Daily digest

DOE: Nation’s energy system vulnerable to climate change

CLIMATE: The nation’s energy system is vulnerable to increasingly severe weather events being driven by climate change, warns a new report from the U.S. Department of Energy. “We don’t have a robust energy system,” one official said. “You can’t just put your head in the sand anymore.” (The New York Times)

EFFICIENCY: A national network of energy efficiency organizations, including Michigan Saves, is working to share best practices, tools and forums with each other in hopes of boosting efficiency nationwide. (Midwest Energy News)

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CONGRESS: The House passed a $30 billion energy and water spending bill late Wednesday that President Obama has threatened to veto. Also: Sources say a major energy efficiency bill is close to coming to the Senate floor. (The Hill)

TRANSPORTATION: Kansas City’s transit agency rolled out its first two natural-gas powered buses and announced plans to switch its entire fleet from diesel to natural gas over the next 12 to 14 years. Meanwhile, propane-powered vehicles now have a place to fill up in Duluth, Minn. (The Kansas City Star, Duluth News Tribune)

OIL & GAS: A group of Ohio landowners who signed away their oil and gas rights for as little as $50 per acre before the Utica Shale boom began will soon have their case heard by a district appeals court. The plaintiffs say Beck Energy Corp. has failed to develop the land in a timely manner. (Youngstown Vindicator)

MORE OIL: Three major oil companies have agreed to repay Minnesota $7.4 million after an investigation found they “double dipped” from a state fund for underground tank cleanups, taking funds after they had already been reimbursed by their insurance carriers. (Minneapolis Star Tribune)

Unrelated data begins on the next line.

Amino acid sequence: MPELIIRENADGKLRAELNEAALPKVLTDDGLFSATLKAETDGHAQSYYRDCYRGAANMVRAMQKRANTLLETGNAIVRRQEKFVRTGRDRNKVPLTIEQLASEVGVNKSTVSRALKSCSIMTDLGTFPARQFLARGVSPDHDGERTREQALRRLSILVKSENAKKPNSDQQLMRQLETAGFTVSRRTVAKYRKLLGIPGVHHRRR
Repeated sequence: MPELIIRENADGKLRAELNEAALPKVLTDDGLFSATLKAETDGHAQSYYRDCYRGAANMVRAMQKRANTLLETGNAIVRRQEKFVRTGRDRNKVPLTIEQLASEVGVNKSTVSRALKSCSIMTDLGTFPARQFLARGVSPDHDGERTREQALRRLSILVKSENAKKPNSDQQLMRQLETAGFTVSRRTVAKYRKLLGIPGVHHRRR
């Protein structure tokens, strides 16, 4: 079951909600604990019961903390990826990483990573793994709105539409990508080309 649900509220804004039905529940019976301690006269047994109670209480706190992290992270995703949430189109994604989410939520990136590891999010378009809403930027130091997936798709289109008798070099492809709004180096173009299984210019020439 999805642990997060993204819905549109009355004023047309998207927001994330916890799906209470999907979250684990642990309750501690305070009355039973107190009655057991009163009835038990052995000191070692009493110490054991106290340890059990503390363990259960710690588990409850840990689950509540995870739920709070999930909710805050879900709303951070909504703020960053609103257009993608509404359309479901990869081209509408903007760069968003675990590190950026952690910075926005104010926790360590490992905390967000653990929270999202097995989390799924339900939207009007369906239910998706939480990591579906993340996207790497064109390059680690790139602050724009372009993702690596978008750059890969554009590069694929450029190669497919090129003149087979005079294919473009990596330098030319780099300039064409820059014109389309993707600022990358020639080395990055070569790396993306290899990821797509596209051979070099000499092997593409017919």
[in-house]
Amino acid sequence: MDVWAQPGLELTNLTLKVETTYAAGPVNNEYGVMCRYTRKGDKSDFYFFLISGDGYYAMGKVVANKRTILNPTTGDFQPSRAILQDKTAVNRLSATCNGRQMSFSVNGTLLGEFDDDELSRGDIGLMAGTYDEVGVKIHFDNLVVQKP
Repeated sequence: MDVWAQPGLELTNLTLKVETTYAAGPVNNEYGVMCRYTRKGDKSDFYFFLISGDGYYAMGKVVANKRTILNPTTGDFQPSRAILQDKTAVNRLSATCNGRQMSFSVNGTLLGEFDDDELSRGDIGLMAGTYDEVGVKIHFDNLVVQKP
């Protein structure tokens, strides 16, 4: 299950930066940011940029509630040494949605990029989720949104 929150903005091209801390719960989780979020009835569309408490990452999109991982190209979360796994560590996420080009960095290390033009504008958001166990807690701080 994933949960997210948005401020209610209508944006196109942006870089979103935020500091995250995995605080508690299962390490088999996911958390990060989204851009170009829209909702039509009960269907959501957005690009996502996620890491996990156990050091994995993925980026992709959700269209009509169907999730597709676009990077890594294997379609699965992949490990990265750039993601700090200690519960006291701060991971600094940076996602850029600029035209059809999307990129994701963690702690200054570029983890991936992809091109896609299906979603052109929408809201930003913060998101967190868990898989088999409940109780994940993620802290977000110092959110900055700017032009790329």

KEYSTONE XL: County commissioners in York, Nebraska, have tabled a resolution to oppose construction of the Keystone XL pipeline. Dozens of people packed a meeting Tuesday in which the board said it wanted more time to study and revise the resolution, and wait for all five members to be present. (York News-Times)

FRACKING: Fearing that a fracking boom might bring an influx of strip clubs with it, the southern Illinois town of Fairfield passed a ban on nude dancing. Meanwhile, the U.S. postmaster pledged to improve mail delivery service to North Dakota oil field housing. (Evansville Courier & Press, Fargo Forum)

NUCLEAR: In Minnesota, Xcel Energy expects to restart its 554-megawatt Monticello nuclear power reactor later this week. The plant was shut down in March for refueling and an expansion expected to add 71 megawatts of capacity. (Reuters)

COMMENTARY: A life-cycle analysis of electric cars reveals the health and environmental benefits “fade practically to the disappearing point.” Instead, we should focus on reducing driving through compact land use, higher fuel taxes, better transit, bicycling and walking infrastructure. (Minnesota2020)

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